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Tag Archives: Robert Capa

Magnum Photos at 70: London Events Program

This year Magnum Photos is celebrating 70 years of contribution to photography and world history with a global events program. Public events across New York, London, Paris and in Asia will give people the opportunity to get closer to Magnum. Through engagement with its archival and contemporary work, the agency is committed to connecting more people to the importance of the image and the need to continue telling the world’s most important stories.

As part of these celebrations, a special fortnight of events will be taking place across London from May 8 to 21, 2017. Ranging from an experimental two-week artist residency to a capsule collection of t-shirts, as well as a series of exhibitions and talks throughout the two weeks. Full details here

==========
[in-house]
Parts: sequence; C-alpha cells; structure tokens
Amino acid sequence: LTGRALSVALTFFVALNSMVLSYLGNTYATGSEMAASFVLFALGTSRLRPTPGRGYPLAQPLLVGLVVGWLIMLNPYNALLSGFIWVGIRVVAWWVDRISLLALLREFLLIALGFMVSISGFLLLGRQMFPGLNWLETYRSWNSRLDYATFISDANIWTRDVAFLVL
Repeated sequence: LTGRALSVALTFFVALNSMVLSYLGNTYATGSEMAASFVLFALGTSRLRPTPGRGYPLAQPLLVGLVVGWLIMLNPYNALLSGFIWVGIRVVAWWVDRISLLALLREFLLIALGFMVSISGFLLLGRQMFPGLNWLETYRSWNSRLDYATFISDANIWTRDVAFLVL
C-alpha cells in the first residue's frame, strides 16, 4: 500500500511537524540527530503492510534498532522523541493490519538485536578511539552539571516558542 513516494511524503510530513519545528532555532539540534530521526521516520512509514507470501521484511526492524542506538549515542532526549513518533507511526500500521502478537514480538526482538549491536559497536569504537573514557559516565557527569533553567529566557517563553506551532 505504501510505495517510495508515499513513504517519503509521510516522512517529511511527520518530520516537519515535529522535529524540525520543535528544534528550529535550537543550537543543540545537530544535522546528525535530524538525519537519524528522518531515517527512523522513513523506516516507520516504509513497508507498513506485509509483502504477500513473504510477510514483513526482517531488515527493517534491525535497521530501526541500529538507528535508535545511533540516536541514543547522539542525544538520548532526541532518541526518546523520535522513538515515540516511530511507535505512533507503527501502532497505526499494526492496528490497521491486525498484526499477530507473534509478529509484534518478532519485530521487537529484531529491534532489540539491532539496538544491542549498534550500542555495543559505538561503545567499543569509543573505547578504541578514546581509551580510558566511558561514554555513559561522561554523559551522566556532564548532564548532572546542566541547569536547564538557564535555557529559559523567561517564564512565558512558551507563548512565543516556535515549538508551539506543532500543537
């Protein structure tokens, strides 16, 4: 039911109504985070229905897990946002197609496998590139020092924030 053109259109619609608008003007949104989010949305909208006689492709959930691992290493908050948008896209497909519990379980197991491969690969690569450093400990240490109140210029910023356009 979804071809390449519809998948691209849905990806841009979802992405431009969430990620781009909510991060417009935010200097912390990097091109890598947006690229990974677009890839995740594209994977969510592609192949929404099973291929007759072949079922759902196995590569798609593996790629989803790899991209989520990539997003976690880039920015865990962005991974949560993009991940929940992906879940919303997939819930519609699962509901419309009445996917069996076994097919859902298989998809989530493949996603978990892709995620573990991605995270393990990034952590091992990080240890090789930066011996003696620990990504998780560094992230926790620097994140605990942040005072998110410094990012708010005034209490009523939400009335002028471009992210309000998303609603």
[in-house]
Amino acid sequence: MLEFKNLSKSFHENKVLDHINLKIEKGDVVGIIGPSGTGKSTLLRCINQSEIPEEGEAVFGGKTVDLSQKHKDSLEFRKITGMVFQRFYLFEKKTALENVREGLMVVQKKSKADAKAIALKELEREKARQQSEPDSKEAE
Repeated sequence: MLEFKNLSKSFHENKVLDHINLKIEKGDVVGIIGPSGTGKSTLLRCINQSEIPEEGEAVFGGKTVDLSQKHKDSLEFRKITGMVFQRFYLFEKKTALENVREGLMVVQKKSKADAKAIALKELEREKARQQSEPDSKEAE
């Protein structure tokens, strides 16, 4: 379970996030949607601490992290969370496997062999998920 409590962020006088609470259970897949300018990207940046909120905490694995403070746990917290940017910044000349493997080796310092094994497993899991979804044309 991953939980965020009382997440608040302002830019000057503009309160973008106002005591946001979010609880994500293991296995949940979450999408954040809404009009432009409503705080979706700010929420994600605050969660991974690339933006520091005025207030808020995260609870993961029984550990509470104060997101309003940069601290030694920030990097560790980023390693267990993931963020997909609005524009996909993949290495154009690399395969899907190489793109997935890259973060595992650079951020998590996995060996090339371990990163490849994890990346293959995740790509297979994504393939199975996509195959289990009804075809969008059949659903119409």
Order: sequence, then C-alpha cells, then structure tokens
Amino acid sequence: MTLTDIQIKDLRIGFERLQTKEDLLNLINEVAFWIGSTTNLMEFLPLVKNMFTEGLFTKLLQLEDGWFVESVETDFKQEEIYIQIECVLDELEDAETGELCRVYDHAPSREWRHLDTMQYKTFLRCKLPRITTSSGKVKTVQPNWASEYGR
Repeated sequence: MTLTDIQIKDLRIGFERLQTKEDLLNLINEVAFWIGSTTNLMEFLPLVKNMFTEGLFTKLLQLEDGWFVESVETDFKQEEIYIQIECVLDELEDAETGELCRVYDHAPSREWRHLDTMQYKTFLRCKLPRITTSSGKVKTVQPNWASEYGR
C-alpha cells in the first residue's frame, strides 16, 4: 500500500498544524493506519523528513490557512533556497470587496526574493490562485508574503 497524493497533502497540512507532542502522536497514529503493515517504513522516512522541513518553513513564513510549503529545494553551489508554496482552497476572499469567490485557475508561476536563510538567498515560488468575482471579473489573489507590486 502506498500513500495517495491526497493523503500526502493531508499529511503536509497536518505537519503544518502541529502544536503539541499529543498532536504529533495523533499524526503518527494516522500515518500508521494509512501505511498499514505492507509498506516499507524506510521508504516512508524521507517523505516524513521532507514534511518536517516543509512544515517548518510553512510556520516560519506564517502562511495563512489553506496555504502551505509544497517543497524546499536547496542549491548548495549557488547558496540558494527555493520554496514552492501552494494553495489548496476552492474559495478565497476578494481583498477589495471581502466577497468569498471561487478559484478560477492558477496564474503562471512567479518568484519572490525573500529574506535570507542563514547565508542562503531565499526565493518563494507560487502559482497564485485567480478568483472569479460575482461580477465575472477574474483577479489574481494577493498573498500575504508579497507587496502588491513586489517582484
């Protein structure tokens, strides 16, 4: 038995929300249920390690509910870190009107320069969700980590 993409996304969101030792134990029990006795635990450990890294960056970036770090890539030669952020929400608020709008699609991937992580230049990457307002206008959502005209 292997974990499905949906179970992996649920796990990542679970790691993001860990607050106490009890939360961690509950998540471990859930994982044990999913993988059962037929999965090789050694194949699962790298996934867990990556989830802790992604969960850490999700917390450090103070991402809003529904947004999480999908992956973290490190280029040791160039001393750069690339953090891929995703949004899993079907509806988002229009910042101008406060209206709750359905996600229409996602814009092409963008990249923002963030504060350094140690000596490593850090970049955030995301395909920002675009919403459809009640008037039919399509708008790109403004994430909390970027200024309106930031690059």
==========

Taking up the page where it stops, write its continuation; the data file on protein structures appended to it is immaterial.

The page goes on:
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David Hurn The Beatles during filming of ‘A Hard Days Night’. The Beatles film was primarily shot on a moving train. Beatles during shooting. London, England. 1964. © David Hurn | Magnum Photos

Magnum and Me: A Personal View

As the agency turns 70, Magnum’s Executive Director David Kogan offers an intimate perspective on photography and why it matters

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Robert Capa US troops assault Omaha Beach during the D-Day landings (first assault).June 6th, 1944. Normandy, France © Robert Capa © International Center of Photography | Magnum Photos

David Kogan is Magnum’s Executive Director and a collector of photography, most notably of Robert Capa. Today we accompany this article with a collection of Robert Capa prints on the Magnum Shop.

Magnum Photos is 70 this year. Seven decades of great work, arguments, financial chaos, more arguments, loves, hatreds and big egos. It is a miracle of survival and commitment that has supported generations of talented photographers to do their work.